Every electorate may or may not get the government it deserves. Voters can fall for a bluff: if they did not believe a promise so sincerely, they might not punish an incumbent so severely either. But every political party certainly deserves the advertising it gets.

The first advertisement of the Congress campaign for 2014, focused inevitably on Rahul Gandhi, has been received with jeers despite being created by the very sniffy agency, Dentsu. It blundered its way into conversation through a gaffe of serious proportions. It adorned Rahul Gandhi with Narendra Modi’s plumes by lifting its slogan, ‘Main nahin, hum’ [Not me, we] from a Modi poster for “Team Gujarat” without the minimal courtesy of changing even a comma.

The agency should not be blamed. A chef will produce only what the customer has ordered. This ad proves that neither Rahul Gandhi nor anyone in his workplace has a political memory. Otherwise, an alarm bell would have rung somewhere in the subconscious, loud enough to persuade the agency to double check. It was not as if the slogan was carbon-copied from a message delivered a decade ago. It was used by Modi as recently as in 2011.

The most dangerous fault-line in the culture of dynasty is that accountability plays second fiddle to loyalty. In politics, just as there is high reward for success, there has to be some penalty for failure. But if you belong to a magic circle of jee huzoori, it is always someone else’s fault, never yours.

Rahul Gandhi and his core team have presided over a series of electoral disasters since the return of UPA in 2009. UP was personal. He told anyone who would listen — and there were many who did, both in media and the Central Hall of Parliament — that Congress would get around 100 seats, and 80 would be the worst-case scenario. This would not ensure the restoration of Congress in the Ganga-Jamuna swathe, but also justify the ascent of Rahul Gandhi to the office of Prime Minister.

We all know what happened. What many do not know is that nothing happened to those who orchestrated the UP and subsequent campaigns. If nothing happens once, nothing will happen again. And so the unwavering descent from UP to last year’s December Assembly results has been a straight line. Congress has paid a heavy price for such complacence, but no one in Rahul Gandhi’s team has the tiniest scar to show for failure. The only response has been a throaty “Next time, we’ll show you!” Well, has the last of the “next times” arrived? No. The next ‘next time’ will be 2019.

Will this slogan, “Not me, we”, change? It probably has to be amended, since the embarrassment has only begun. But whoever planted the seed has drawn a forest of narrative as well, proving again that the agency was only delivery boy, not original thinker. Rahul Gandhi’s election pitch is going to be that one person cannot rule this country. He may be speaking for himself. He is certainly not speaking for his great grandfather, the titan Jawaharlal Nehru, or his grandmother, Mrs Indira Gandhi, or indeed his father Rajiv Gandhi, who were all hands-on leaders of their governments. Indira Gandhi was often described as the supreme figure in her Cabinet, in an analogy, which is politically incorrect now [“the only man in her Cabinet”]; some admirers equated her with India [“Indira is India”]. If Rahul Gandhi’s intention is to debunk Modi’s style of functioning, he may have chosen the wrong year. The voter wants firm governance in 2014.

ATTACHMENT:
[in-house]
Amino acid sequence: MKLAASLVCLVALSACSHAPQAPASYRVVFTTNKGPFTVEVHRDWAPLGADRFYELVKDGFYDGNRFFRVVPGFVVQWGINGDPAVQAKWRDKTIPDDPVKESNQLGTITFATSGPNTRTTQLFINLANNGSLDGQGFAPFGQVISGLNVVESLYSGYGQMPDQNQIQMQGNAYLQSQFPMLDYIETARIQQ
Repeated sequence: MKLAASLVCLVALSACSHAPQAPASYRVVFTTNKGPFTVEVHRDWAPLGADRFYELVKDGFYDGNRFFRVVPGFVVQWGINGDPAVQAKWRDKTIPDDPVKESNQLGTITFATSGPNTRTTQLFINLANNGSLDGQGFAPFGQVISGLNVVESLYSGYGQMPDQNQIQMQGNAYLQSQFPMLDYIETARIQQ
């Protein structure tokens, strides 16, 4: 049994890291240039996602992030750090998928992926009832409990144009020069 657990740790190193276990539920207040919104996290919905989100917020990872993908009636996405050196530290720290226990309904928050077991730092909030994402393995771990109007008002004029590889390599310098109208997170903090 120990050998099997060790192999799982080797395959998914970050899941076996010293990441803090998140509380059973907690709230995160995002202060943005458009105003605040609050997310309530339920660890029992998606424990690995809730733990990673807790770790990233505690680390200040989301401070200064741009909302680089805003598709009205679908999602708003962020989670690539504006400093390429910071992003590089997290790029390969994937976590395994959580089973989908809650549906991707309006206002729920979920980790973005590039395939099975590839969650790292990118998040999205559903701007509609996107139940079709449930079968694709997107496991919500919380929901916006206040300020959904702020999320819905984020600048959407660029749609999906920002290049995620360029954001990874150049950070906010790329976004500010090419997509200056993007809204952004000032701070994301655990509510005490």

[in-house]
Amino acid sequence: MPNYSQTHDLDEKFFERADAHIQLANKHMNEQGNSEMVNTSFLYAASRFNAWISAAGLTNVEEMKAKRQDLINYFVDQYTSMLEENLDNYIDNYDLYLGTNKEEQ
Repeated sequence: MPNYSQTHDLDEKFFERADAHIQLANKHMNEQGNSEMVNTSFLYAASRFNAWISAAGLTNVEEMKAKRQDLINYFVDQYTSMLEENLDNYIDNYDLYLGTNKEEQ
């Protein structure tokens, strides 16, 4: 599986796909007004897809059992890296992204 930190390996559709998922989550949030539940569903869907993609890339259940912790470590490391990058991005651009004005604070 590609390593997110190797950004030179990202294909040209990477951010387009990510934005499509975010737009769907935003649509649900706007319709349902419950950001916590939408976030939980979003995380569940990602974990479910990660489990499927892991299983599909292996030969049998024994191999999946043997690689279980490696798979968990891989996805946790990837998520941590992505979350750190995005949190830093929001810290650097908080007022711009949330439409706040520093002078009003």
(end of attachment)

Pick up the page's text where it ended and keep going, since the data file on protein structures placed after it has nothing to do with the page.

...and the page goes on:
The advertisement is untidy in other aspects as well. There is, for instance, no Sikh in the array of faces on either side of Rahul Gandhi. Is this is a Freudian slip? Has Congress given up already on Punjab and the Sikh voter? But such carelessness can always be corrected in the next visual. The more important debate will be over the “I-us” theme. Modi has already put the counterpoint into public discourse. He, and Team Gujarat, were there first. His Team India claim has precedence.

The election schedule will be announced in the last week of February, and polling will begin in early April, so there is time. Not too much, but enough for course correction. If responsibility for correction is entrusted to those who did not make the mistakes in the first place, it will be a significant step forward for Congress.

 The writer is a senior Indian journalist.   Khaleej Times